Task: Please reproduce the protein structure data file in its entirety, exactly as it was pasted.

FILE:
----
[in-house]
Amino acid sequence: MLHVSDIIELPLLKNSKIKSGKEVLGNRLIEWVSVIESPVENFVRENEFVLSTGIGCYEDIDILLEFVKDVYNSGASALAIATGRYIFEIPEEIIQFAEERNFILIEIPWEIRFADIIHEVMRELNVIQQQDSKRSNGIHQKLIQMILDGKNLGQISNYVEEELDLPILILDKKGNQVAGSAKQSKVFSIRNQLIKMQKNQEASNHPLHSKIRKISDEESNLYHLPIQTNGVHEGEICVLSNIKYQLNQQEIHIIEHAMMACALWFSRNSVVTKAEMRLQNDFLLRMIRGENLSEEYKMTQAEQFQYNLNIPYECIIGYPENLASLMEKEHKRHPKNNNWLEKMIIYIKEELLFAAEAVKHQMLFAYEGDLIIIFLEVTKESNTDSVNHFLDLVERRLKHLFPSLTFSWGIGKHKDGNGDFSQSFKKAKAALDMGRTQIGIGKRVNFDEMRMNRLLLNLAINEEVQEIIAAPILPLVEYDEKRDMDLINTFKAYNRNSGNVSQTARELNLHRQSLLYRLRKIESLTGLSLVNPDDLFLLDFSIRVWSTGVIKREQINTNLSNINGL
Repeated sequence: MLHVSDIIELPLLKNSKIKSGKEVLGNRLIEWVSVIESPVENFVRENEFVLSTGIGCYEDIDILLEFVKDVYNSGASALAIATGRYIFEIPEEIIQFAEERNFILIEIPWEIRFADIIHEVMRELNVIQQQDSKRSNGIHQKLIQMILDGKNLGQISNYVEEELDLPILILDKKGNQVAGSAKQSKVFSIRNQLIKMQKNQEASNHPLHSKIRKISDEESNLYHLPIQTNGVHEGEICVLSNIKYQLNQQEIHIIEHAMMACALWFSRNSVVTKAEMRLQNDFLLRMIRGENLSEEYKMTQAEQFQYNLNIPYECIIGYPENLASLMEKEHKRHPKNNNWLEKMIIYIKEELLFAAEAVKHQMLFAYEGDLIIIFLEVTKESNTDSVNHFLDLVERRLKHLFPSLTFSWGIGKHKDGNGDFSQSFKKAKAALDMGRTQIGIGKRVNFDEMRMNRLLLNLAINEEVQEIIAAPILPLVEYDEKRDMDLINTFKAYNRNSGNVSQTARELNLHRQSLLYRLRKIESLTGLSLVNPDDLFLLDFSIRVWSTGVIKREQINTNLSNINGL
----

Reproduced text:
[in-house]
Amino acid sequence: MLHVSDIIELPLLKNSKIKSGKEVLGNRLIEWVSVIESPVENFVRENEFVLSTGIGCYEDIDILLEFVKDVYNSGASALAIATGRYIFEIPEEIIQFAEERNFILIEIPWEIRFADIIHEVMRELNVIQQQDSKRSNGIHQKLIQMILDGKNLGQISNYVEEELDLPILILDKKGNQVAGSAKQSKVFSIRNQLIKMQKNQEASNHPLHSKIRKISDEESNLYHLPIQTNGVHEGEICVLSNIKYQLNQQEIHIIEHAMMACALWFSRNSVVTKAEMRLQNDFLLRMIRGENLSEEYKMTQAEQFQYNLNIPYECIIGYPENLASLMEKEHKRHPKNNNWLEKMIIYIKEELLFAAEAVKHQMLFAYEGDLIIIFLEVTKESNTDSVNHFLDLVERRLKHLFPSLTFSWGIGKHKDGNGDFSQSFKKAKAALDMGRTQIGIGKRVNFDEMRMNRLLLNLAINEEVQEIIAAPILPLVEYDEKRDMDLINTFKAYNRNSGNVSQTARELNLHRQSLLYRLRKIESLTGLSLVNPDDLFLLDFSIRVWSTGVIKREQINTNLSNINGL
Repeated sequence: MLHVSDIIELPLLKNSKIKSGKEVLGNRLIEWVSVIESPVENFVRENEFVLSTGIGCYEDIDILLEFVKDVYNSGASALAIATGRYIFEIPEEIIQFAEERNFILIEIPWEIRFADIIHEVMRELNVIQQQDSKRSNGIHQKLIQMILDGKNLGQISNYVEEELDLPILILDKKGNQVAGSAKQSKVFSIRNQLIKMQKNQEASNHPLHSKIRKISDEESNLYHLPIQTNGVHEGEICVLSNIKYQLNQQEIHIIEHAMMACALWFSRNSVVTKAEMRLQNDFLLRMIRGENLSEEYKMTQAEQFQYNLNIPYECIIGYPENLASLMEKEHKRHPKNNNWLEKMIIYIKEELLFAAEAVKHQMLFAYEGDLIIIFLEVTKESNTDSVNHFLDLVERRLKHLFPSLTFSWGIGKHKDGNGDFSQSFKKAKAALDMGRTQIGIGKRVNFDEMRMNRLLLNLAINEEVQEIIAAPILPLVEYDEKRDMDLINTFKAYNRNSGNVSQTARELNLHRQSLLYRLRKIESLTGLSLVNPDDLFLLDFSIRVWSTGVIKREQINTNLSNINGL